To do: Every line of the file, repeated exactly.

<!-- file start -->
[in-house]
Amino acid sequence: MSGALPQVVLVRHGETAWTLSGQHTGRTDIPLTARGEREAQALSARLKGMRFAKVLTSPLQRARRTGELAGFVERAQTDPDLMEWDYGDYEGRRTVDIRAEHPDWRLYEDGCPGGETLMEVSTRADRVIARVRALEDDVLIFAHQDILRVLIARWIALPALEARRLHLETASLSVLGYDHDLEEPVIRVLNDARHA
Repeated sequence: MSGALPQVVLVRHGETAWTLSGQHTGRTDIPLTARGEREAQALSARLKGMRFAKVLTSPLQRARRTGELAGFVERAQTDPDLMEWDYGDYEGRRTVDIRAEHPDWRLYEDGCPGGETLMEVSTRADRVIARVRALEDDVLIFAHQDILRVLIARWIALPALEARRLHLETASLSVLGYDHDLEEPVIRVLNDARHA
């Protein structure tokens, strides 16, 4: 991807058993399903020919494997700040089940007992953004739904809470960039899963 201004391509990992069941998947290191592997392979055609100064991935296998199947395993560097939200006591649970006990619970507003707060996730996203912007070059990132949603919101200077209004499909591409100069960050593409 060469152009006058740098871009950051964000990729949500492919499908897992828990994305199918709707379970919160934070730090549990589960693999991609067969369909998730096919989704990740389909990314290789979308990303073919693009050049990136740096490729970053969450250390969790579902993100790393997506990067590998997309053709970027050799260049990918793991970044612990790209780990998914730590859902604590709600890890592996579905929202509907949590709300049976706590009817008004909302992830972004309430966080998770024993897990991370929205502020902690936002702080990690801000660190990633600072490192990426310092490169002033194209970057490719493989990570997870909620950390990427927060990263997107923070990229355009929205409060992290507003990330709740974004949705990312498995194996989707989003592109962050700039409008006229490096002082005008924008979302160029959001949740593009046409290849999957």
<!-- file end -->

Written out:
[in-house]
Amino acid sequence: MSGALPQVVLVRHGETAWTLSGQHTGRTDIPLTARGEREAQALSARLKGMRFAKVLTSPLQRARRTGELAGFVERAQTDPDLMEWDYGDYEGRRTVDIRAEHPDWRLYEDGCPGGETLMEVSTRADRVIARVRALEDDVLIFAHQDILRVLIARWIALPALEARRLHLETASLSVLGYDHDLEEPVIRVLNDARHA
Repeated sequence: MSGALPQVVLVRHGETAWTLSGQHTGRTDIPLTARGEREAQALSARLKGMRFAKVLTSPLQRARRTGELAGFVERAQTDPDLMEWDYGDYEGRRTVDIRAEHPDWRLYEDGCPGGETLMEVSTRADRVIARVRALEDDVLIFAHQDILRVLIARWIALPALEARRLHLETASLSVLGYDHDLEEPVIRVLNDARHA
């Protein structure tokens, strides 16, 4: 991807058993399903020919494997700040089940007992953004739904809470960039899963 201004391509990992069941998947290191592997392979055609100064991935296998199947395993560097939200006591649970006990619970507003707060996730996203912007070059990132949603919101200077209004499909591409100069960050593409 060469152009006058740098871009950051964000990729949500492919499908897992828990994305199918709707379970919160934070730090549990589960693999991609067969369909998730096919989704990740389909990314290789979308990303073919693009050049990136740096490729970053969450250390969790579902993100790393997506990067590998997309053709970027050799260049990918793991970044612990790209780990998914730590859902604590709600890890592996579905929202509907949590709300049976706590009817008004909302992830972004309430966080998770024993897990991370929205502020902690936002702080990690801000660190990633600072490192990426310092490169002033194209970057490719493989990570997870909620950390990427927060990263997107923070990229355009929205409060992290507003990330709740974004949705990312498995194996989707989003592109962050700039409008006229490096002082005008924008979302160029959001949740593009046409290849999957």